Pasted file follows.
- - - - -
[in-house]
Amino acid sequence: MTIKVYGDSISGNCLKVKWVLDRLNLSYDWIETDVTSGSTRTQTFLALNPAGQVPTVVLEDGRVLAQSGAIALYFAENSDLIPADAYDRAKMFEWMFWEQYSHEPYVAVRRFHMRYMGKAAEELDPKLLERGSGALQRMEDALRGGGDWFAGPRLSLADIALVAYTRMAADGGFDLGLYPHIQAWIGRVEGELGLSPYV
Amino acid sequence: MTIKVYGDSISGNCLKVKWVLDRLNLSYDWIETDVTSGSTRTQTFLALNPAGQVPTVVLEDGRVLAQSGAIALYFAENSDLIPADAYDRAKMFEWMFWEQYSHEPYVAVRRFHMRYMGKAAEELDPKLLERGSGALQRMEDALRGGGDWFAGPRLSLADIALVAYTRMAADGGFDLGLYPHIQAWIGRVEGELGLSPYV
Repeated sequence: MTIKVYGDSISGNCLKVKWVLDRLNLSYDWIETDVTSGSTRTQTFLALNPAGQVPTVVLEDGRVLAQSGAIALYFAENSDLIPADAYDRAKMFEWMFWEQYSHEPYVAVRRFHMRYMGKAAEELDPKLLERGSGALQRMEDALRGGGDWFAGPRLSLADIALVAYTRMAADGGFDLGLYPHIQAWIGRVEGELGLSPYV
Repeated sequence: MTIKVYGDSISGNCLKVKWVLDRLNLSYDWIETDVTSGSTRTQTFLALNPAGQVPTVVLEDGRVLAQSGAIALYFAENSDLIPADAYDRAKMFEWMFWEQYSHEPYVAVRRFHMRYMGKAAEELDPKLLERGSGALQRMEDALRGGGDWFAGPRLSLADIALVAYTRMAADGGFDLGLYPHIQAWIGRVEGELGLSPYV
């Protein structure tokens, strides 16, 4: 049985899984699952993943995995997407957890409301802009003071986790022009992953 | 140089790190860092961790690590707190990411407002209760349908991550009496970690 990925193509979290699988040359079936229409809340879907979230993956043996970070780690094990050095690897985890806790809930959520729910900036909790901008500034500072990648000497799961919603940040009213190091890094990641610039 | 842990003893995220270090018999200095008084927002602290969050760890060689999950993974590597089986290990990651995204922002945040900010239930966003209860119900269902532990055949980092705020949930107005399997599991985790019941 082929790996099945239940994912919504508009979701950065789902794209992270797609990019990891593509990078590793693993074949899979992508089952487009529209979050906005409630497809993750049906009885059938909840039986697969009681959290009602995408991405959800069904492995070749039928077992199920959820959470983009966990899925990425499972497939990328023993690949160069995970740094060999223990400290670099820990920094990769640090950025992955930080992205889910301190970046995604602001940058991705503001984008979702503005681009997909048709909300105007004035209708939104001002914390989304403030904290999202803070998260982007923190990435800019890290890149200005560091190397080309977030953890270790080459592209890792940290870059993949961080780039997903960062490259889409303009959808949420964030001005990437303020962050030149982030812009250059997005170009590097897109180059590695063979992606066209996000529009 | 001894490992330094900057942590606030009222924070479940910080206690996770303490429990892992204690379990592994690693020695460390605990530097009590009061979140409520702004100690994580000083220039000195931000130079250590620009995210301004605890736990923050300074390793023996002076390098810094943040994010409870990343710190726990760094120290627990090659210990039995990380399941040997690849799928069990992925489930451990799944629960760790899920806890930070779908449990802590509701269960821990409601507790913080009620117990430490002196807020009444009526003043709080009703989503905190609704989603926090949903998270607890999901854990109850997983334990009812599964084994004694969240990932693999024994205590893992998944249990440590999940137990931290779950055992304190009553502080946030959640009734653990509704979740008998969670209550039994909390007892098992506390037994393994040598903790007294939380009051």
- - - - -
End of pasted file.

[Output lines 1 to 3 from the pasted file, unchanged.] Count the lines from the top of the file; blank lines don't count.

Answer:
[in-house]
Amino acid sequence: MTIKVYGDSISGNCLKVKWVLDRLNLSYDWIETDVTSGSTRTQTFLALNPAGQVPTVVLEDGRVLAQSGAIALYFAENSDLIPADAYDRAKMFEWMFWEQYSHEPYVAVRRFHMRYMGKAAEELDPKLLERGSGALQRMEDALRGGGDWFAGPRLSLADIALVAYTRMAADGGFDLGLYPHIQAWIGRVEGELGLSPYV
Amino acid sequence: MTIKVYGDSISGNCLKVKWVLDRLNLSYDWIETDVTSGSTRTQTFLALNPAGQVPTVVLEDGRVLAQSGAIALYFAENSDLIPADAYDRAKMFEWMFWEQYSHEPYVAVRRFHMRYMGKAAEELDPKLLERGSGALQRMEDALRGGGDWFAGPRLSLADIALVAYTRMAADGGFDLGLYPHIQAWIGRVEGELGLSPYV